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In-person classes canceled again in Chicago as dispute continues over Covid safety protocols

Jan. 28, 2021
Chicago Teachers Union members are balking at returning to in-person instruction because they feel measures to protect the health of students and staff are insufficient.

Chicago Public Schools is continuing with remote learning on Friday, as it tries to make a deal with the Chicago Teachers Union so that elementary schools can open on Monday. In the meantime,  preparations for a possible teachers strike are becoming increasingly serious.

The Chicago Tribune reports that district leaders still hope to reach a deal in time to welcome back K-8 students on Monday, Schools CEO Janice Jackson says.

More than 3,000 prekindergarten and special education students returned to schools the week of Jan. 11, but in-person classes have been called off this week in light of a union resolution to only work remotely.

Teachers are refusing to return to in-person institution because of concerns about the adequacy of safety measures to combat Covid-19.

Earlier: In-person classes in Chicago Public Schools were canceled Thursday as the district tries to reach a deal with the teachers union to avoid a strike by employees who are refusing to return to schools.

Thursday is the second day in a row that preschool and special education students who resumed in-person classes earlier this month were told to stay home.

Less than 14% of K-8 teachers who were told to return to school buildings Wednesday did so, according to the district.

The union is collectively refusing to return to in-person instruction because its members believe the health and safety protocols the district has put into place are insufficient.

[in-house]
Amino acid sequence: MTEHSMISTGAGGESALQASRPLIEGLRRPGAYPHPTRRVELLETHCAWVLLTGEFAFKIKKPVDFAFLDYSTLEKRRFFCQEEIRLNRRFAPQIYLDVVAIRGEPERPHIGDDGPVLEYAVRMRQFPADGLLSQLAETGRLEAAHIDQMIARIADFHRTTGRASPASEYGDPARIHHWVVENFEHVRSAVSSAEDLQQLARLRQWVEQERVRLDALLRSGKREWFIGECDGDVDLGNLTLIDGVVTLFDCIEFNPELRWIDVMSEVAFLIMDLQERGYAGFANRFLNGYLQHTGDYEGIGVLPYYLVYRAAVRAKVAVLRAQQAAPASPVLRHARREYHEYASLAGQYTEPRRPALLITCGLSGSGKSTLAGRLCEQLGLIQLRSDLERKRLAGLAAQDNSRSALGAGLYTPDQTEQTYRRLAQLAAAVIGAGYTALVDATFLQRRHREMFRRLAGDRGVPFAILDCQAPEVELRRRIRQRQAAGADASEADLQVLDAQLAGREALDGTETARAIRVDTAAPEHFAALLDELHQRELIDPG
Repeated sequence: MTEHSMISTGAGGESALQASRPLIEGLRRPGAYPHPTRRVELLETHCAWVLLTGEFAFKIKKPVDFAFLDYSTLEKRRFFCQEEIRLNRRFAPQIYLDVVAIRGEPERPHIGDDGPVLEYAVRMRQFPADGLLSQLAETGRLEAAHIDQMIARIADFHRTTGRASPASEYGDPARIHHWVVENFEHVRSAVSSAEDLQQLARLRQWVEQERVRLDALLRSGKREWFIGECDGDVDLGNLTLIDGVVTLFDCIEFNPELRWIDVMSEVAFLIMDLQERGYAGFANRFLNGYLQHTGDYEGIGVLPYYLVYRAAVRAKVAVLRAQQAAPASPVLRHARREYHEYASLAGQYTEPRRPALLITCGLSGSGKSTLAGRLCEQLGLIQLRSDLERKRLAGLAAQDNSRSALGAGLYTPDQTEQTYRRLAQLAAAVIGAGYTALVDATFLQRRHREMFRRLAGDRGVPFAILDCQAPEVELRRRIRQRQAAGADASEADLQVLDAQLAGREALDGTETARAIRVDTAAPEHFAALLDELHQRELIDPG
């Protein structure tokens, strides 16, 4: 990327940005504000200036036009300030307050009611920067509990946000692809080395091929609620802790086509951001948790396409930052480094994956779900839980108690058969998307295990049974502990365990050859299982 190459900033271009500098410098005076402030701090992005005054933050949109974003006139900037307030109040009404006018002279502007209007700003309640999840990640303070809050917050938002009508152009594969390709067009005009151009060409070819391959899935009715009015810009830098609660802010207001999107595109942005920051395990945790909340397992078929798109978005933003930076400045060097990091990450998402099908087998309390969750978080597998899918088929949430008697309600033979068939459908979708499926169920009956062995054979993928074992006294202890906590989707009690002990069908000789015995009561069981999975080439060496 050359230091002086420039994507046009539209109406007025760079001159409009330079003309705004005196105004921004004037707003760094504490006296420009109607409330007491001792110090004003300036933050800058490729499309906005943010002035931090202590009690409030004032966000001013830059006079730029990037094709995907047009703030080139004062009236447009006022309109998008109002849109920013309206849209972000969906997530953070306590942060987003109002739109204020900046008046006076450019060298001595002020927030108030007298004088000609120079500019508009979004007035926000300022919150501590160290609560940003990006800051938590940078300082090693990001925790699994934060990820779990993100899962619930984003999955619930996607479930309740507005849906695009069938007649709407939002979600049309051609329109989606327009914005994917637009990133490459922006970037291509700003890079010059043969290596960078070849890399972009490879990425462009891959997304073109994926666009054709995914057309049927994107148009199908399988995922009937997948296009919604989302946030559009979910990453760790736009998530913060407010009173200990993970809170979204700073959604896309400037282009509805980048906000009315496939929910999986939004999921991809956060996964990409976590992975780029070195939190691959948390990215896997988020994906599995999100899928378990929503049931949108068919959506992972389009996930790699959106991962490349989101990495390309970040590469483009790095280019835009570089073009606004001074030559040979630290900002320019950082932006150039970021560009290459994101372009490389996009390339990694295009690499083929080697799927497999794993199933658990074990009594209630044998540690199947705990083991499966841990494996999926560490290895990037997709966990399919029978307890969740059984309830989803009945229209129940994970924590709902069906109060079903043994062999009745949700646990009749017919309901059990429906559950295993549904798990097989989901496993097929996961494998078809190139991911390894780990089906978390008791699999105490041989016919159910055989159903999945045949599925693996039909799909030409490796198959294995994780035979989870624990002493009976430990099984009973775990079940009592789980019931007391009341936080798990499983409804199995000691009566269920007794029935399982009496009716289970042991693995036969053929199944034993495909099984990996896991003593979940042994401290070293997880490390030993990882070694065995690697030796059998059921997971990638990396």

Only 1,922 of 12,292 of the elementary, prekindergarten and special education teachers required to work in person Wednesday showed up.

Of the K-8 employees who were supposed to return Wednesday, less than 35% did so—about 14% of teachers and 69% of paraprofessional staff.

Among school-based prekindergarten and special education cluster staff, who have been working in school buildings since Jan. 4, more than 49% reported to work Wednesday, including 28% of teachers and 66% of paraprofessional staff.

Union president Jesse Sharkey says negotiations with the district have made progress on cleaning protocols, masking, ventilation and the formation of school-level safety committee.

About the Author

Mike Kennedy | Senior Editor

Mike Kennedy has been writing about education for American School & University since 1999. He also has reported on schools and other topics for The Chicago Tribune, The Kansas City Star, The Kansas City Times and City News Bureau of Chicago. He is a graduate of Michigan State University.

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